Hey folks! My name is David Navia, and I'm an illustrator from Colombia, South America. I've been using CSP for more than two years and find it wonderful, especially because of its powerful tools for character lineart, coloring, and perspective. I wish you enjoy this tips-and-tricks article exploring perspective rulers and their use in background drawings among more incredible information!
OK, so, first of all, I strongly recommend that you check out my commented video time lapse to see how I made this illustration with CSP.
So here I'm just doodling around and sketching loose ideas to give myself a hint of what I'd like to develop as my final illustration. As you can see, at this point I'm not worrying at all about the cleanness of my linework. Just exploring different camera angles.
Now it's time to get started with the final drawing rough perspective linework.
To do so, I used perspective rulers, which can be found on the tool left panel.
Perspective rulers are pretty straightforward to understand and use. In my case, I just selected the Perspective Ruler tool, and then I clicked on the canvas and dragged until I got the correct inclination I was looking for. This way, I was able to create my first perspective line. By repeating the same process I created a set of additional lines to construct my vanishing points and horizon line. The following clip best illustrates the process.
So, that's what my basic perspective set endep up to be like. After that, the making the rest of the drawing went on really smooth.
Perspective rough linework
After the initial warmups and having set my perspective guides, I worked on a rough linework to define the main architectural shapes of my scenery. The magic of CSP perspective rulers allowed me to easily add details without worrying about being accurate with my strokes.
I just had to turn off my rulers layer when I wanted to make the top arches, which wouldn't follow a linear path as the rest of the strokes.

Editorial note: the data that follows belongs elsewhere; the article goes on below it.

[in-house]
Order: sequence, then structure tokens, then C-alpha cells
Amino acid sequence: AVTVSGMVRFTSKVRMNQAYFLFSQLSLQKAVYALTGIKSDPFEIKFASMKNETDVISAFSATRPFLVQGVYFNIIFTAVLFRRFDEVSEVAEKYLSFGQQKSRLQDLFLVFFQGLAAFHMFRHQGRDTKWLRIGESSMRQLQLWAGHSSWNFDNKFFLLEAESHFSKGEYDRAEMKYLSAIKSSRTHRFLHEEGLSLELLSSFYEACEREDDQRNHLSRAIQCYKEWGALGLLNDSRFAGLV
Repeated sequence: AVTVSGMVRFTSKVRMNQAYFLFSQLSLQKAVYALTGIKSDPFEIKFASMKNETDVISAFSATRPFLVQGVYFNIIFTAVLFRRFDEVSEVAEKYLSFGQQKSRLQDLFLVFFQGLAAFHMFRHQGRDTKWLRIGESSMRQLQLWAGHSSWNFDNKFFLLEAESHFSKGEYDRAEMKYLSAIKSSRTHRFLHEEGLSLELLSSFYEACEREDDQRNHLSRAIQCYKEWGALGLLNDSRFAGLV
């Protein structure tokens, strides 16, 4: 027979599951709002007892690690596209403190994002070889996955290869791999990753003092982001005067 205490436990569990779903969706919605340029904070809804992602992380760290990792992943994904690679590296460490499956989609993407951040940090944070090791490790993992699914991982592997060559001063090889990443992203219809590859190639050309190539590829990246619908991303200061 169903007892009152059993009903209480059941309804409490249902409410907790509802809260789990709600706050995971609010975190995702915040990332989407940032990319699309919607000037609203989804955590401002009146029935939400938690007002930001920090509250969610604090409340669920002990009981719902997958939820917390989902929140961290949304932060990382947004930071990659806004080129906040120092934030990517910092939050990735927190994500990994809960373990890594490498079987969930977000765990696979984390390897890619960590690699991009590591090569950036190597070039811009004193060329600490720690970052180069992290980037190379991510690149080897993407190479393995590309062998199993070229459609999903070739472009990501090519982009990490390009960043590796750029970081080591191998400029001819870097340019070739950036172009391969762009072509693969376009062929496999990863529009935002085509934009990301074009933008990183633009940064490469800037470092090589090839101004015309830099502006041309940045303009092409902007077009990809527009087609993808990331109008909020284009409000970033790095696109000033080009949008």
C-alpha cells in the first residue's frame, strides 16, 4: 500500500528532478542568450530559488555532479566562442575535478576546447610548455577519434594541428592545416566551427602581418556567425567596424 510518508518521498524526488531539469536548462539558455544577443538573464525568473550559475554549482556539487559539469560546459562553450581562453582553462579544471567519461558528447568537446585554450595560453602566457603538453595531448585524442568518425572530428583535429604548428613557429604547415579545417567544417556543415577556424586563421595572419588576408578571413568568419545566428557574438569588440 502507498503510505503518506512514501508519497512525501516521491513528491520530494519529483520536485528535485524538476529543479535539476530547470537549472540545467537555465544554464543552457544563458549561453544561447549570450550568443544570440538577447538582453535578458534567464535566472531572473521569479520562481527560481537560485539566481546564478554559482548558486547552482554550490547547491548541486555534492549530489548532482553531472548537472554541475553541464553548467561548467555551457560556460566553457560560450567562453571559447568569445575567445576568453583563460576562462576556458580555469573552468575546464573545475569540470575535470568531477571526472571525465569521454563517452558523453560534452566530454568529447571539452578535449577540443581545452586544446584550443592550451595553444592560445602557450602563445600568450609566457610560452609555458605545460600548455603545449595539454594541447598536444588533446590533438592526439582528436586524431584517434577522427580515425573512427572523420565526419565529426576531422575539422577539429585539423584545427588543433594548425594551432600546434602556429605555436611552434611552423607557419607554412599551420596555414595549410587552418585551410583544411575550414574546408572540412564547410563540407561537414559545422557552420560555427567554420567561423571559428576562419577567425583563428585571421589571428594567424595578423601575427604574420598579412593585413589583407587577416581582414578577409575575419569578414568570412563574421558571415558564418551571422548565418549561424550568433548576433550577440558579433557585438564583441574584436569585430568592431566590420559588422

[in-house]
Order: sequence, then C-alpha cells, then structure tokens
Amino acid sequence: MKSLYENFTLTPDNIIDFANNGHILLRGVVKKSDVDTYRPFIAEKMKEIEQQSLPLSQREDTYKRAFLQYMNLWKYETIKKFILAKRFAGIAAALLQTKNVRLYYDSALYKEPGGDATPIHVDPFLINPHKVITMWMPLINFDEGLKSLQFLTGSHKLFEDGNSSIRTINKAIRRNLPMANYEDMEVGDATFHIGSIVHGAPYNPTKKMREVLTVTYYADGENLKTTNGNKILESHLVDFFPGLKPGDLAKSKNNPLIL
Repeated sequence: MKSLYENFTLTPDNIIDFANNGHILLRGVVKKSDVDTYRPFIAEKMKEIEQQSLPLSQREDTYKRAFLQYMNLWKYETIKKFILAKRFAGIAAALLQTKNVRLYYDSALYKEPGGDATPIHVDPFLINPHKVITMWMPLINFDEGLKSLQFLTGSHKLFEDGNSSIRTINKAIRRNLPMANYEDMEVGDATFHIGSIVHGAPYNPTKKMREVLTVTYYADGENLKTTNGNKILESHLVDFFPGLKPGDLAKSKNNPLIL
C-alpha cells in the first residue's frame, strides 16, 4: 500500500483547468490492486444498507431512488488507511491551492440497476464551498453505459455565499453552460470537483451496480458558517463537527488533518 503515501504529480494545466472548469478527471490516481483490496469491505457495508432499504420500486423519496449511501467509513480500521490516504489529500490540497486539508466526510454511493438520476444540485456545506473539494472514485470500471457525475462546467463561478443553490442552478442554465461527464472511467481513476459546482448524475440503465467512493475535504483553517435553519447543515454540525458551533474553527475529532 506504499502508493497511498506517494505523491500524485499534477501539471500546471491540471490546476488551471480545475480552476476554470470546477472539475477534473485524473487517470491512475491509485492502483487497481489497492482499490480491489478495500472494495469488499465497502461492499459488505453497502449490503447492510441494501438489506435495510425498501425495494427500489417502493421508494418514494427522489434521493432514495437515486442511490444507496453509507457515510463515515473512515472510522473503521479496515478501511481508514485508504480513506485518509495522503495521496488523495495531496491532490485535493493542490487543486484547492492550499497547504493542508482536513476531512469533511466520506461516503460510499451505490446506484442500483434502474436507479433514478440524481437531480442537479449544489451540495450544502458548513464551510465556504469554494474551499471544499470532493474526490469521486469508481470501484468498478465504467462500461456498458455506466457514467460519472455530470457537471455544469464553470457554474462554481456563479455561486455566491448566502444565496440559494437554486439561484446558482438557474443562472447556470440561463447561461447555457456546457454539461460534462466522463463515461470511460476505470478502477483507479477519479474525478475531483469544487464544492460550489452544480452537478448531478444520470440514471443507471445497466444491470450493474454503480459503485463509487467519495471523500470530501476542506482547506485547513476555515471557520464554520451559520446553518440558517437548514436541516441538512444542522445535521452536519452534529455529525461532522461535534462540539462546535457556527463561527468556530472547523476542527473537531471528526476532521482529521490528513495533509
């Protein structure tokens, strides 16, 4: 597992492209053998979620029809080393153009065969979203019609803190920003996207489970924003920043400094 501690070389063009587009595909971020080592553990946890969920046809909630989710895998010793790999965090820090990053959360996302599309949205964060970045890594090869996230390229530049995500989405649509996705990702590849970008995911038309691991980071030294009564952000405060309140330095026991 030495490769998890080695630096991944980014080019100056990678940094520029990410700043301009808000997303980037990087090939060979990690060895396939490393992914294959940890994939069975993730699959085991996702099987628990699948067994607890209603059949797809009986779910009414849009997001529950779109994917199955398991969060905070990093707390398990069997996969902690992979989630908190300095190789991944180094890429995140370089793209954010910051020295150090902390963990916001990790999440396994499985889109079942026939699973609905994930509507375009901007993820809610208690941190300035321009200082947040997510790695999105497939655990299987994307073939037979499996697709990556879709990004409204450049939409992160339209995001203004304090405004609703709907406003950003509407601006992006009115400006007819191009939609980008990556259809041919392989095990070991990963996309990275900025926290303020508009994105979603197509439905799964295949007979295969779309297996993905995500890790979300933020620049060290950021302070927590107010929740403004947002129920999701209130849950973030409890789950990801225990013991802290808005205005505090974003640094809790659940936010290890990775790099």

Perspective drawing clean-up
After my rough line was ready, I created an additional layer on top of my drawing, and, having my Rulers layer turned on, I used the same brush to clean up the line.
It took quite a while to do this process, since my rough line wasn't fully detailed, which meant that I had to create extra detailed as I progressed cleaning the line.
Additional work was needed to define the architectural details far away in the distance, but my effort paid well.
Once that my line was ready, I made a bunch of different layers to separate local colors of walls, columns, windows, arches, stairs, and all props in the background, which I find to be a useful solution when it comes to editing materials in a flexible, non-destructive way.
You can see in the time lapse video located at the beggining of this tips article how each color was assigned and transformed, starting from a flat look to a more organic and rendered finish.
Perspective rulers also helped me to do additional color linework on top of the walls and ceiling
Since this is not a character tutorial, I'm not going to describe in detail how I approached the creation of the three gorgeous dancers in the scene. I will just mention that a well-constructed scenery can embrace people to be inside and tell stories in a deeper and meaningful way.
After some more work on the overall rendering, it was time for final effects, such as blurs, glow dodge layers, multiply shadows, vignettes and contrast adjustments to give my image the extra push. Feel free to check out the Youtube video to see this part of the process.
It was a pleassure being here and sharing a little about my workflow. I hope you enjoyed it! See you in the next one!